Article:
Step #1. The thumbnail sketch.
So after I get an idea to create something I like to draw a lot of squiggly lines, gestures, so that I can loosely come up with an idea for the layout. Since this illustration is a cover for my story about a girl with a messy bed I thought, "This needs to have a girl sitting on a messy bed." Brilliant huh? ;)
Step #2. Character Study
I'm a firm believer in drawing from life. If you sketch from your surroundings you will get a better idea of how anatomy works and what people and things actually look like opposed to what you think they look like. Soapbox aside, I like to draw a lot of drawings (some very ugly drawings) trying to figure out what I want my character to look like. My character Matilda McBean is very stubborn and a sort of Veruca Salt character. You are suppose to not like her. And usually kids are pretty darn cute, so that's a pretty tall order I think.
Step #2. Rough Sketch.
Here's me figuring out the details and making sure the gobbeldy gook in my head makes sense on paper. As you can see here gravity does not exist in this world, so this sketch was thrown out. No Matilda in space for me, thank you very much.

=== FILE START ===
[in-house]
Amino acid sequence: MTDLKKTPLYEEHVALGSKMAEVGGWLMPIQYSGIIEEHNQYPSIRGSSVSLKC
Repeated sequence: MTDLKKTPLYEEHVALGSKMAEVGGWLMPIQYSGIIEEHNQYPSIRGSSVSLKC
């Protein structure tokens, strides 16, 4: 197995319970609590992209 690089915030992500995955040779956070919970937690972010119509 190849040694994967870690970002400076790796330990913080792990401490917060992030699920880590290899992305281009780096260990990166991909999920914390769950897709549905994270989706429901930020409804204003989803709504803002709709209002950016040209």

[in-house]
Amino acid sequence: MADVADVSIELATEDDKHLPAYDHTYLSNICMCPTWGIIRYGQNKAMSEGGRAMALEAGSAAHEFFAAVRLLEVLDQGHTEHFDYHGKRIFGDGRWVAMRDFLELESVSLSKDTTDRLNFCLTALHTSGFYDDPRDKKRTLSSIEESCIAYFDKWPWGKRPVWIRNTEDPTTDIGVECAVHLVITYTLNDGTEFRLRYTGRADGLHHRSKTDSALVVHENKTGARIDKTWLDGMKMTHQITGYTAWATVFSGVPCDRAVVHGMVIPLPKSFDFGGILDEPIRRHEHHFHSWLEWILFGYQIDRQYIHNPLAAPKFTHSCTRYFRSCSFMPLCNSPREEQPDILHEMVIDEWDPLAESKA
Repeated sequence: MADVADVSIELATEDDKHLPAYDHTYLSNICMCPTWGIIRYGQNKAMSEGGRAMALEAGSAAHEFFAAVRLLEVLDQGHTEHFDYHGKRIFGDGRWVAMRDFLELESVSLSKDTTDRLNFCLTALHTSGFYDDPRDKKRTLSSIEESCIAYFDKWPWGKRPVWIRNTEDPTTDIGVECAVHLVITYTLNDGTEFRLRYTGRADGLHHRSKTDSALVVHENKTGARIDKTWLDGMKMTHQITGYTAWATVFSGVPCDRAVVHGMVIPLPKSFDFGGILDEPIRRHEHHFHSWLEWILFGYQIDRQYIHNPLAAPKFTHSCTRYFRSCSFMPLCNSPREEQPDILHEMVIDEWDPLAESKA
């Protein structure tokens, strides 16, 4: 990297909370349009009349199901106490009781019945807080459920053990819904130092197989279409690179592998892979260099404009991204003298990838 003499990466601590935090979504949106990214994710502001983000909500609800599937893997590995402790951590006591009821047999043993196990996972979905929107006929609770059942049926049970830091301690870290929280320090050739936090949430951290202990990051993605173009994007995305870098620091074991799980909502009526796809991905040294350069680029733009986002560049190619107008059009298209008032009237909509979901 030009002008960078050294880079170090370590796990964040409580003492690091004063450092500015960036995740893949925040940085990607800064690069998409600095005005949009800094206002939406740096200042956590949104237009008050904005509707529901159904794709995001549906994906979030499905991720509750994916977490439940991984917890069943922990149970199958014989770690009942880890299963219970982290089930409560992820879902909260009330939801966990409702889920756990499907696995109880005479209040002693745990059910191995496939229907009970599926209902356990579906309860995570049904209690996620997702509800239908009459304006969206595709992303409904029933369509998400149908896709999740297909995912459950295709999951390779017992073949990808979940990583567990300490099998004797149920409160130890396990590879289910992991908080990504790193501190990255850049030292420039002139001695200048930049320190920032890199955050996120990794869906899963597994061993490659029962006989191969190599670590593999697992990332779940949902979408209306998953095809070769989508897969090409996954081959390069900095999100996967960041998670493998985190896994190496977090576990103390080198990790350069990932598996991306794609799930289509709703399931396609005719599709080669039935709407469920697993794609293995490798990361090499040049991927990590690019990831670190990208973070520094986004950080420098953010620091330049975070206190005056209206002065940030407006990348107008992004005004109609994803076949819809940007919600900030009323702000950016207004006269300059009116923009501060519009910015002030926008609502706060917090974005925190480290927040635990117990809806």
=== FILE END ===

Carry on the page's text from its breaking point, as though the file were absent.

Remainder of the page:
Ah, this is much better. Yay for gravity, and more rotten or broken things.
Step #4 and 5. Value Study & Color Study.
So being that this is a monochromatic illustration, I don't really need to do a value study. This is, however, normally a super necessary step for me because making the values right does not really come naturally for me. So after the value study, I do a color study to make sure that illustration looks good enough to eat. This color study reminds me of a custard filled donut. Yum.
Step #6. Watercolor
Then I paint in watercolor and india ink, which truthfully can be super unforgiving. No mistakes please, and no pressure.
Step #7. Finish in Corel Painter
Then, after I've scanned my piece, I take it into Painter and fix any mistakes I've made, pump up the color with some additional layers in painter, and then I'm done. Yay.